Substance Abuse Symptoms & Warning Signs

Understanding Addiction

Learn about drug & alcohol addiction

Substance abuse is the general term that includes the abuse of both legal and illegal substances, including prescription medications, alcohol, heroin, and cocaine. This term can be used to refer to a one-time event or a continued pattern of abuse. Those who participate in substance abuse often find themselves dependent on the substances that they have been abusing. From a clinical standpoint, this occurrence is referred to as developing a substance use disorder. According to the American Psychological Association (APA), substance use disorders are characterized as compulsive behavioral patterns that are connected to the abuse of one or more substances.

Substance abuse and substance use disorders can cause extreme damage and chaos within the lives of individuals, families, and communities throughout the country. In addition to having a destructive impact on the physical and mental wellbeing of those who partake in this behavior, substance abuse is also connected to crime, family discord, financial stress, and a number of other sociological consequences.

When an individual develops a substance use disorder, he or she might not be able to defeat his or her pathological need to abuse a specific substance without the help of a trained professional. The good news, however, is that there are specialized treatment programs available that are proven effective in helping individuals overcome chemical dependency and make the changes needed to help them live happy, healthy lives.


Statistics on substance abuse & addiction

The National Institute on Drug Abuse (NIDA) reports that between 80% and 90% of all adults within the country have partaken in substance abuse at least one time in their lives. In the United States, the top most commonly abused psychoactive substances are alcohol, marijuana, and prescription medications. The Substance Abuse and Mental Health Services Administration (SAMHSA) states that over 20 million Americans are currently battling with substance use disorder, however less than 15% of these individuals will obtain the treatment they need.

Causes & Risk Factors

Causes and risk factors for substance abuse

The chances that an individual will participate in substance abuse or become diagnosed with substance use disorder can be impacted by a number of causes and risk factors, including:

Genetic: Many studies show that genetics play a significant role in the development of substance use disorders. Those with a family history of substance abuse are placed at a greater risk for developing a substance use disorder, as are those who have specific inherited traits such as novelty seeking and impulsive personalities.

Environmental: Attitudes defined by culture and the abuse of specific substances can serve as environmental factors for the development of certain substance use disorders. Other environmental factors include high levels of stress, poverty, trauma, and hanging out with individuals who participate in substance abuse.

Risk Factors:

  • Living in poverty
  • Low educational achievement
  • Having a novelty seeking personality
  • Being impulsive
  • Family history of mental illness
  • Associating with individuals who partake in substance abuse
  • Having easy access to substances of abuse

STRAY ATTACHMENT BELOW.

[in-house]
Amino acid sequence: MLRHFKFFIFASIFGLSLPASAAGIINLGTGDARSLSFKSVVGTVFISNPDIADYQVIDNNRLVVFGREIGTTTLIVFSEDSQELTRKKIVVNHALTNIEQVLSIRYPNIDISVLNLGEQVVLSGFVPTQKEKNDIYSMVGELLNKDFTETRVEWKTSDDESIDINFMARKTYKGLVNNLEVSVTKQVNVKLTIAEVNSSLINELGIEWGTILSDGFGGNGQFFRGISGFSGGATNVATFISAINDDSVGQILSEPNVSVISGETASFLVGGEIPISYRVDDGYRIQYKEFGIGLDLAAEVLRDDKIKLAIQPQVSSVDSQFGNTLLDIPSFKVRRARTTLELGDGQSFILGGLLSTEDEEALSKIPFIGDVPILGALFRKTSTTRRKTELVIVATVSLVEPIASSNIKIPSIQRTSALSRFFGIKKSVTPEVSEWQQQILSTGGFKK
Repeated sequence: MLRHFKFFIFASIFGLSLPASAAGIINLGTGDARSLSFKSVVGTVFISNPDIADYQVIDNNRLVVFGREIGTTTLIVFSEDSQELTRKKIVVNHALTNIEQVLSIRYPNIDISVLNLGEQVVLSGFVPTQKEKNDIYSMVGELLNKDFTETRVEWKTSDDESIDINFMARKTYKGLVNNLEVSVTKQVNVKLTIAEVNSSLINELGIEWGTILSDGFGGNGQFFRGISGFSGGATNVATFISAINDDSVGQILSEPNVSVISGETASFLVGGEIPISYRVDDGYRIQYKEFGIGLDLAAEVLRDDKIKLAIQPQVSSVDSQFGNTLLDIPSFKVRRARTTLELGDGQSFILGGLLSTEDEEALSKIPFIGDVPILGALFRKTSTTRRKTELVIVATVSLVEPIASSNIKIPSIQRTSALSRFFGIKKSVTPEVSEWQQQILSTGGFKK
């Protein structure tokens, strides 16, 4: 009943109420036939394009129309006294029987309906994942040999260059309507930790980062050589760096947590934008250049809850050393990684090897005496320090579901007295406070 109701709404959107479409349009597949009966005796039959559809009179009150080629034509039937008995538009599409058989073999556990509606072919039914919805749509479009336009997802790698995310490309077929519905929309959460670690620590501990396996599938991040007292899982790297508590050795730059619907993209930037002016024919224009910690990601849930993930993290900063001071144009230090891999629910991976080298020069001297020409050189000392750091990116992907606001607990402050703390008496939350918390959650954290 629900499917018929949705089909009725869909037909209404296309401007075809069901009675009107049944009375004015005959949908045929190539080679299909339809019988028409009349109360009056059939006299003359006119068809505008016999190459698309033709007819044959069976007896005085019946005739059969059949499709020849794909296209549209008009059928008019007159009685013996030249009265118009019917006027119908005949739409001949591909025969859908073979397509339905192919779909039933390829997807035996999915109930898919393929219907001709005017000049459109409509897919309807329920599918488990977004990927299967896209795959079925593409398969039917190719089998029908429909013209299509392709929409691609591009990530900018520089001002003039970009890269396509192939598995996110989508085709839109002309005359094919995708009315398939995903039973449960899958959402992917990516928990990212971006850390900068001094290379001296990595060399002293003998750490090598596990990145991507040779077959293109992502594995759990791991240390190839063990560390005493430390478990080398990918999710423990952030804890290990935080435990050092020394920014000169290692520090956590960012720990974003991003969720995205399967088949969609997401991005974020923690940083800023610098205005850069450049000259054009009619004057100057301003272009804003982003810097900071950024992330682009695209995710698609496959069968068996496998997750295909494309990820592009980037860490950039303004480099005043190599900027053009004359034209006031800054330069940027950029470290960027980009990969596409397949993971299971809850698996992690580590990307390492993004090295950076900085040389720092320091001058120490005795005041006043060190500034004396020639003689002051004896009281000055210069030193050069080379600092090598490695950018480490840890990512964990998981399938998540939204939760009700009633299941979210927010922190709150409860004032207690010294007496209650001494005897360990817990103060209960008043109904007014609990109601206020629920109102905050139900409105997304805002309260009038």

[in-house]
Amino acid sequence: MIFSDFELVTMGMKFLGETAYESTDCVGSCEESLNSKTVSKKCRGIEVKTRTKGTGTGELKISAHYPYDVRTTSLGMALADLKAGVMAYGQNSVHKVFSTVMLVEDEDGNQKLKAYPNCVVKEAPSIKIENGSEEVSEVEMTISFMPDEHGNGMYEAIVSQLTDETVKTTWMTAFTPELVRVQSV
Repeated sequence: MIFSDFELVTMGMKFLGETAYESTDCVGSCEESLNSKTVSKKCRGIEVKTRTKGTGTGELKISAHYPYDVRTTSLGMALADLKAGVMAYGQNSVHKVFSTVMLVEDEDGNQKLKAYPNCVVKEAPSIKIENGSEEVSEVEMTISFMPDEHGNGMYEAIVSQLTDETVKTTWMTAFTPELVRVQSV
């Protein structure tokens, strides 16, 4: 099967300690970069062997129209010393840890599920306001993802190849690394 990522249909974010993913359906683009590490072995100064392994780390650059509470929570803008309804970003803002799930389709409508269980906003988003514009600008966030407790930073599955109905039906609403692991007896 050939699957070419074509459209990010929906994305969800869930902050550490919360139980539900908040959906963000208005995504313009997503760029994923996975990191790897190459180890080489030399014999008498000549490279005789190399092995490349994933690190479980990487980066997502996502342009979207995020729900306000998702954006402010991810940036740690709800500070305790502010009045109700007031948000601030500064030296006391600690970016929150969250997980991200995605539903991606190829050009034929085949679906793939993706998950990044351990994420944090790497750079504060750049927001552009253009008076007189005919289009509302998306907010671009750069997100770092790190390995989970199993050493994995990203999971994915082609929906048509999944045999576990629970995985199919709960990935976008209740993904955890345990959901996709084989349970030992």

• Having an aggressive nature
  • Family history of substance abuse
  • Prior substance abuse
  • Personal history of mental illness
  • Age (early exposure to substance abuse increases the likelihood of problems within an individual’s life)

Signs & Symptoms

Signs and symptoms of substance abuse

Those who participate in substance abuse or who have developed substance use disorder will show a number of symptoms. Below are some of the most common symptoms that will signify if an individual is abusing one or more substances:

Behavioral symptoms:

  • Using substances even when it is dangerous to do so, such as when driving a car
  • Unexplained absences from work or other responsibilities
  • Withdrawal and isolation
  • Behaving in a hyperactive manner
  • Deceptiveness about whereabouts, acquaintances, and actions
  • Failing to fulfill obligations at work or at home
  • Possessing drug paraphernalia
  • Spending a great deal of time acquiring, using, or recovering from the use of a substance

Physical symptoms:

  • Fatigue
  • Restlessness
  • Rapid, slowed, slurred, or otherwise abnormal speech patterns
  • Bloodshot and/or watery eyes
  • Excessive perspiration
  • Frequent headaches and nosebleeds
  • Dilated or pinpoint pupils
  • Dramatic change in appetite
  • Significant weight loss or weight gain
  • Insomnia or hypersomnia
  • Sores, scabs, abscesses, and other skin problems

Cognitive symptoms:

  • Inability to concentrate or focus
  • Poor judgment
  • Memory problems
  • Racing thoughts
  • Confusion
  • Disorientation
  • Suicidal ideation

Psychosocial symptoms

  • Anxiety
  • Agitation
  • Depression
  • Mood swings


Effects of substance abuse

Substance abuse can dramatically impact an individual’s life in a number of ways, including:

  • Homelessness
  • Suicidal ideation
  • Suicide attempts
  • Increased propensity for colds, flu, and similar problems
  • Damage to virtually all major organs
  • Exposure to hepatitis C and HIV/AIDS
  • Financial problems
  • Arrest and incarceration
  • Development or worsening of co-occurring mental health disorders
  • Increased risk of developing certain cancers
  • Diminished performance at work
  • Family discord, marital strife, separation, and divorce
  • Damaged or destroyed interpersonal relationships
  • Job loss and unemployment

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